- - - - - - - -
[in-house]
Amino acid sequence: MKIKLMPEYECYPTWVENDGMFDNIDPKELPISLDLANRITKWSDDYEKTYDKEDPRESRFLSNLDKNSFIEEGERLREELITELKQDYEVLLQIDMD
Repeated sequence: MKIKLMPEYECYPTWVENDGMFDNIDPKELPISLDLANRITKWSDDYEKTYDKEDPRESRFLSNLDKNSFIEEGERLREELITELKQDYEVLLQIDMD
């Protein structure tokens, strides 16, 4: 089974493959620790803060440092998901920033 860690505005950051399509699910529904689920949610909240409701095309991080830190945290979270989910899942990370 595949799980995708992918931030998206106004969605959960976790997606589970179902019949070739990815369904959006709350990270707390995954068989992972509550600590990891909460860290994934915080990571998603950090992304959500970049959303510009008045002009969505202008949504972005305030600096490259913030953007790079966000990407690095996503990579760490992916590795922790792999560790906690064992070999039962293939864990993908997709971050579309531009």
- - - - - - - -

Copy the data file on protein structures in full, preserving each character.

[in-house]
Amino acid sequence: MKIKLMPEYECYPTWVENDGMFDNIDPKELPISLDLANRITKWSDDYEKTYDKEDPRESRFLSNLDKNSFIEEGERLREELITELKQDYEVLLQIDMD
Repeated sequence: MKIKLMPEYECYPTWVENDGMFDNIDPKELPISLDLANRITKWSDDYEKTYDKEDPRESRFLSNLDKNSFIEEGERLREELITELKQDYEVLLQIDMD
């Protein structure tokens, strides 16, 4: 089974493959620790803060440092998901920033 860690505005950051399509699910529904689920949610909240409701095309991080830190945290979270989910899942990370 595949799980995708992918931030998206106004969605959960976790997606589970179902019949070739990815369904959006709350990270707390995954068989992972509550600590990891909460860290994934915080990571998603950090992304959500970049959303510009008045002009969505202008949504972005305030600096490259913030953007790079966000990407690095996503990579760490992916590795922790792999560790906690064992070999039962293939864990993908997709971050579309531009």